This cartoon from Stephan Pastis made me both laugh and think over the weekend. Click it to be taken to a larger version at the comic’s Web site.
It’s amusing, yes . . . but it’s also sadly true of what a lot of people look for in a relationship these days. People seem to have lost sight of the fact that a romantic or courtship relationship (the latter not necessarily romantic) is for two people to come together to make one family; two parts of a whole; two faces of a single coin. It’s not just about feelings, or sex, or whatever.
As a pastor, offering relationship and pre-marital counseling, I was constantly taken aback by how little people thought about that aspect, about complementing each other so that each contributed to a relationship that was bigger, and better, and more “whole” than either individual within it. I don’t suppose things have improved now that the Internet, social media and dating apps have replaced most of the traditional framework of relationships in which I grew up. Swiping left or right to select a potential – and usually very temporary – partner, based almost exclusively on his or her physical appearance, seems insane to me. Physical appearance matters very little when it comes to truly loving someone and committing oneself to another person.
I can’t help but recall my first fiancée, many years ago, in South Africa. I was at a party one night, and she walked in the door. Our eyes met . . . and that was it, right there. I felt as if I had champagne fizzing in my veins. I knew, right then and there, that this was the one for me. She later told me that she knew, at the same instant, that I was the one for her. She wasn’t very attractive physically – in fact, she might be described as a little dumpy – but that never even entered into my thoughts. It was the person inside the body that mattered, and that person was beautiful to me. If she hadn’t been killed, some time later, in South Africa’s perennial violence during that period, I’ve no doubt we would have married and made a life together. Looks didn’t matter. The person within and above and beyond the looks was all that counted.
Something very similar happened with Miss D., many years later. We lived thousands of miles apart, but were introduced online by a mutual friend, and corresponded via e-mail and talked by phone for three to four weeks. By that time both of us were pretty sure about each other, even though we’d never met, and seen each other only in photographs. When I flew up to meet her for the first time, I took a ring with me, with her full knowledge and permission – and when I left, she was wearing it. Fast work? Sure . . . but we’ve had nine happy years together so far, and look forward to many more. We’ve had to help each other adjust to having someone else always around, and given up or adjusted many things that we cherished individually, in order to accommodate a two-person relationship; but neither of us would have it any other way.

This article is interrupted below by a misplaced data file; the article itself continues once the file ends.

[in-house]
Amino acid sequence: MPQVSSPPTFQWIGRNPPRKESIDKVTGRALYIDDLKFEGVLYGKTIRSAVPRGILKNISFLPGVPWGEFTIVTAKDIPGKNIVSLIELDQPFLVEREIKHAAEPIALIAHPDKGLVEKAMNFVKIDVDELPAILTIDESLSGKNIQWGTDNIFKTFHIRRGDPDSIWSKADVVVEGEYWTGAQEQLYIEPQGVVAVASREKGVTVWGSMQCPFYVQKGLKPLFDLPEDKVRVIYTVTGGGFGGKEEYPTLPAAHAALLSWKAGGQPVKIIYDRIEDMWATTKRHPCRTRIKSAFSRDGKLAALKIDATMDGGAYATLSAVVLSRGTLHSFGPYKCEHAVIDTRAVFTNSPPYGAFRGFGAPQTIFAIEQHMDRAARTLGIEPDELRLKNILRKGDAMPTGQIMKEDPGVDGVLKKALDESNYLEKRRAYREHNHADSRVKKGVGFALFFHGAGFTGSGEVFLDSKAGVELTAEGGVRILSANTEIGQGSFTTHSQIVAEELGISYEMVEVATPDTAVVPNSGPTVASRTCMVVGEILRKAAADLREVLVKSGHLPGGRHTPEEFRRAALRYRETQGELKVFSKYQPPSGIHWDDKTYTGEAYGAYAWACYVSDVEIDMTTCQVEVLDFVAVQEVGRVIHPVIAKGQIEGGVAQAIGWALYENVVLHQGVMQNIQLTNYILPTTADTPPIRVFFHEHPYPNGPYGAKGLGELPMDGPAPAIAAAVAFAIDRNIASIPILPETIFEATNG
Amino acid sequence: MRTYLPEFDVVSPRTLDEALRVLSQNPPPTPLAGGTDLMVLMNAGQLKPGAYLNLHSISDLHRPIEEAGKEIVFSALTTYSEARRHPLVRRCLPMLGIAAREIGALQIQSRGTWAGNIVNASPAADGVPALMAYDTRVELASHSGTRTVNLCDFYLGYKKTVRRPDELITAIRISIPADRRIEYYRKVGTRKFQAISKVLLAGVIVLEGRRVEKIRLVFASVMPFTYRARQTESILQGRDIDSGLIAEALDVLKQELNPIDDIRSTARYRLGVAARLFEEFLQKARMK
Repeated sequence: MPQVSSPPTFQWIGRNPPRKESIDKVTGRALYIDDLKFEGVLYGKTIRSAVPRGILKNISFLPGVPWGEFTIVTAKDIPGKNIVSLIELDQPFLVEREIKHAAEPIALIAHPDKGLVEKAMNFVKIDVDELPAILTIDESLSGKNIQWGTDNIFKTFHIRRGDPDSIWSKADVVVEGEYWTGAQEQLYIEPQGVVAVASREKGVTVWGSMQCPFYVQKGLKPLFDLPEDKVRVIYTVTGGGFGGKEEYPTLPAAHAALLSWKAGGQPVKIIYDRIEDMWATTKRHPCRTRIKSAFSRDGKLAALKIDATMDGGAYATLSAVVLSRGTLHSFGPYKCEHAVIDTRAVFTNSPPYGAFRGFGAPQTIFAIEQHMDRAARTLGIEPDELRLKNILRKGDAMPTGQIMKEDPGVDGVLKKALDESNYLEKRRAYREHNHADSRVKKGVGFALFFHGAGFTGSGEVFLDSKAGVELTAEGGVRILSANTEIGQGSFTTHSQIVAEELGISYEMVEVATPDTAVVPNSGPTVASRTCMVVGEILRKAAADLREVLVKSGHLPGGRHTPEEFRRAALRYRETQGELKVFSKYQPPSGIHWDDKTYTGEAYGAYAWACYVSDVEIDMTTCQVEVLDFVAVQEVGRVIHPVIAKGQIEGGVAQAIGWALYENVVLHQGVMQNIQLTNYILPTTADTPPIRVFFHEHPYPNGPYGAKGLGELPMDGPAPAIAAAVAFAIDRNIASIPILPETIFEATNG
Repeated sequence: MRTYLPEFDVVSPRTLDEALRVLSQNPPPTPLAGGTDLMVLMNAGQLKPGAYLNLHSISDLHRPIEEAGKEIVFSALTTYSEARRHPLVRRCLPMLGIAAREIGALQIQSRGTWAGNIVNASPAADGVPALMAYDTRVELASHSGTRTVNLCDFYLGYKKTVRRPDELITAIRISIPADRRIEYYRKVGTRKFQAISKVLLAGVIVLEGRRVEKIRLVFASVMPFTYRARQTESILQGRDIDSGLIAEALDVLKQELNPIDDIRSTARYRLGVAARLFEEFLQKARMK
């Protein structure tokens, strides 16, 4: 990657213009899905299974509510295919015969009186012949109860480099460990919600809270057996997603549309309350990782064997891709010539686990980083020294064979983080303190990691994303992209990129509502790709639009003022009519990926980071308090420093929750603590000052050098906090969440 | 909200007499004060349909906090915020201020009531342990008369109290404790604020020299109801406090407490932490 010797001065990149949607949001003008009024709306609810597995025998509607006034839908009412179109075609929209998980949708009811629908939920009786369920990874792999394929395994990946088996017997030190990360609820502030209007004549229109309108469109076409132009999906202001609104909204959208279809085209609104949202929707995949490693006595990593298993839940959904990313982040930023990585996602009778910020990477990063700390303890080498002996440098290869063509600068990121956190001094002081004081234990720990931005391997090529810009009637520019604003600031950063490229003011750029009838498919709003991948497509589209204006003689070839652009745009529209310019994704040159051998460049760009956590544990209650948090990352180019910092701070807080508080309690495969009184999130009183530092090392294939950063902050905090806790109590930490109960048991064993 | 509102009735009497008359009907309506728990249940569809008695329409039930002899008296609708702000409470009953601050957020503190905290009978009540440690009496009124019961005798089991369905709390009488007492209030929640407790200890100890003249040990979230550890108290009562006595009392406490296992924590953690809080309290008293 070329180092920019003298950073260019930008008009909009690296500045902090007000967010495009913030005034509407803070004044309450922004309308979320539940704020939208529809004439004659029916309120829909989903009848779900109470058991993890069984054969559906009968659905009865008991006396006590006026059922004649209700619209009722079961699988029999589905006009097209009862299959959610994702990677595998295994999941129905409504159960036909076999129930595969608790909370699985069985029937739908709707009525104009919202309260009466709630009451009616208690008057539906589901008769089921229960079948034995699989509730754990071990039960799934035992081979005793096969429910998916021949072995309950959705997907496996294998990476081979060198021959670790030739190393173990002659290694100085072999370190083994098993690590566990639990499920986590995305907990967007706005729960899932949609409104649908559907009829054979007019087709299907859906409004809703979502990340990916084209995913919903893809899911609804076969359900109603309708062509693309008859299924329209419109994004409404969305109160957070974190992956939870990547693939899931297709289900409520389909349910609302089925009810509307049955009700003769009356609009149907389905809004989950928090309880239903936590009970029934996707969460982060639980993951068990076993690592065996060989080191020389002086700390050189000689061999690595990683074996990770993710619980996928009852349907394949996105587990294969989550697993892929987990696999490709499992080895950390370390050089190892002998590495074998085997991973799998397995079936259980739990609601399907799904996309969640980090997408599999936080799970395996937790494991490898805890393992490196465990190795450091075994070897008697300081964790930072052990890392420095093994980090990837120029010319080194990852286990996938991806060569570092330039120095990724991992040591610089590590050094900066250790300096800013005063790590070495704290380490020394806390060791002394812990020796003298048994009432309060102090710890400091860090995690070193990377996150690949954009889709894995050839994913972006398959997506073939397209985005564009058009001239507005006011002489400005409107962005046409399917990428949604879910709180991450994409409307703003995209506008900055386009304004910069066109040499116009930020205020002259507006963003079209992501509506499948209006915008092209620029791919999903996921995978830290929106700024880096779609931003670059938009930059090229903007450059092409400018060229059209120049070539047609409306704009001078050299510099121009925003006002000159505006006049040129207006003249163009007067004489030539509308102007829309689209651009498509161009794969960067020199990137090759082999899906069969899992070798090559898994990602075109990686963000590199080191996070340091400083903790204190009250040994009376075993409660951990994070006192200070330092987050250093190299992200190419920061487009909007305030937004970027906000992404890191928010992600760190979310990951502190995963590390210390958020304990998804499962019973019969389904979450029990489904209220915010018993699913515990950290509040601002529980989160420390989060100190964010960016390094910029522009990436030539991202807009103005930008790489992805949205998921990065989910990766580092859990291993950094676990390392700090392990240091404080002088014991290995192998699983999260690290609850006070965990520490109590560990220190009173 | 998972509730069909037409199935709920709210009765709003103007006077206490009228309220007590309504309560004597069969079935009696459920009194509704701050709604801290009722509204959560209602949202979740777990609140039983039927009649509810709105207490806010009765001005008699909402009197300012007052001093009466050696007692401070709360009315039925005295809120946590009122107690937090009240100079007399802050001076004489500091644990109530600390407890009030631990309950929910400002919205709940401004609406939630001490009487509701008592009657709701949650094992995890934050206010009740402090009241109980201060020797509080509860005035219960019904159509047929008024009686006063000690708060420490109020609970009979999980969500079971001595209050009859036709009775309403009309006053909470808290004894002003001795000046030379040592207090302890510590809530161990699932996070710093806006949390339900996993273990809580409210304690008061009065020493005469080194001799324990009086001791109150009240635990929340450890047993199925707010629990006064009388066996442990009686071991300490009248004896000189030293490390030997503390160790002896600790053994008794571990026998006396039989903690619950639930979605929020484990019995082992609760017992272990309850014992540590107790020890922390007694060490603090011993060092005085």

The cartoon above illustrates the modern, soulless approach to relationships. “What am I getting out of this?” The reality, in any good relationship, has to be, “What am I putting into this?” That’s the Biblical pattern, after all. “Whatever a man sows, that he shall also reap.” “Give, and it will be given to you.” The Golden Rule appears in every major religion, not just Christianity; “Do to others as you want them to do to you.” In every application of these principles, one has to make the investment of effort, time, love, goodwill, whatever, in order to receive those things in return. If, instead, one sets out to demand what one wants before being willing to reciprocate . . . that’s exactly the wrong way to get it. There’s no two-way street there, no acknowledgment that one is as dependent on the other as they are on you.
In particular, sex can never substitute for all the other elements that make up a successful relationship. Our organs of sexuality take up less than five percent of our body by mass and/or size. Over time, particularly when one’s learned to love rather than to lust, that’s a pretty good indicator of how much of a good relationship depends on the physical, rather than on everything else. Sex is not intimacy, despite what the world would have you believe. Sex is, instead – or should be – the physical expression of a mental and spiritual intimacy, a union, that ultimately transcends the physical. Ask any long-term, happily married couple.
Bowling ball relationships. Perhaps that’s not a bad metaphor for those trapped in the hookup culture . . . God help them (and I mean that quite literally).